Thursday, September 20 07:27:01
Brent crude eased below $108 a barrel today after data showed China's manufacturing activity continued to contract, weakening sentiment further in a market already reeling from Saudi Arabia's pledge to keep global oil prices low. U.S. crude futures dropped to a six-week low after data showed crude stockpiles had jumped far more than expected last week due to a surge in imports. "Saudi Arabia's commitment has been the biggest factor in the decline this week as a lot of money managers are cutting their long positions in oil after the statement," said Ken Hasegawa, a commodity sales manager with Newedge in Tokyo.
"China PMI data was also a big trigger and with the market already in a downtrend, we are seeing more profit-taking." Brent November crude eased 38 cents to $107.81 a barrel at 0545 GMT, its fourth day of losses. The contract fell more than 3 percent to $107.40 in the previous session, its lowest since Aug. 3. U.S. October crude, which expires later today, was down 96 cents at $91.02 a barrel. The more actively traded November contract slipped $1.04 to $91.26 a barrel.
The HSBC Flash China manufacturing purchasing index (PMI) for September was 47.8, well below the 50-mark that separates contraction from expansion, although a shade higher than the nine-month low of 47.6 reached in August. The Chinese data comes a day after the Ministry of Commerce said export outlook in the world's No. 2 oil consumer was poor and demand would remain weak in the next few months. Analysts said the data might be a sign that the slowdown in the economy is coming to an end, which in turn may limit expectations of stimulus action from the authorities and weigh on the country's demand for commodities.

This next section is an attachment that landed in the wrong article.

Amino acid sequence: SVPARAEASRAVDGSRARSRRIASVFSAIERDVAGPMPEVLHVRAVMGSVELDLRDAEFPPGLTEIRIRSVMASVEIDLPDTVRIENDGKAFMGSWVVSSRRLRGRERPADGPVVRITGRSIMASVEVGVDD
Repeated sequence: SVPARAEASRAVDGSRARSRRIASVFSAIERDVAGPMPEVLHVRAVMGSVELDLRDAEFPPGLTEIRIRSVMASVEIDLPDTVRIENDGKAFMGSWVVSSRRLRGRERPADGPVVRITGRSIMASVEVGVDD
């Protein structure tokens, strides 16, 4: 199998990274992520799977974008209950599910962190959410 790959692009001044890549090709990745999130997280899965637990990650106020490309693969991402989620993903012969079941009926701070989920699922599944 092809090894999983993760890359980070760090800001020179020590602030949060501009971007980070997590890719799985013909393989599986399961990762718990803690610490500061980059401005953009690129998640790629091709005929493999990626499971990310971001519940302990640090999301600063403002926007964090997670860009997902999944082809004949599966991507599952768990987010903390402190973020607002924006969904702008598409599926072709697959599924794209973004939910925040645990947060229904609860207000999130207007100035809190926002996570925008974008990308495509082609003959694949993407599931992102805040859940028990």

"If China hits a wall, and Europe falls out from under us, then we're going to be falling back into a recession, and that could be worse than the Great Depression," said Tony Nunan, an oil risk manager at Mitsubishi Corp in Tokyo. Adding to the bearishness is Saudi Arabia's pledge to keep prices from rising too much. Saudi oil minister Ali-al Naimi last week said the world's top oil exporter was ready to take action to calm rising prices, which he said were not supported by market fundamentals. ( C) Reuters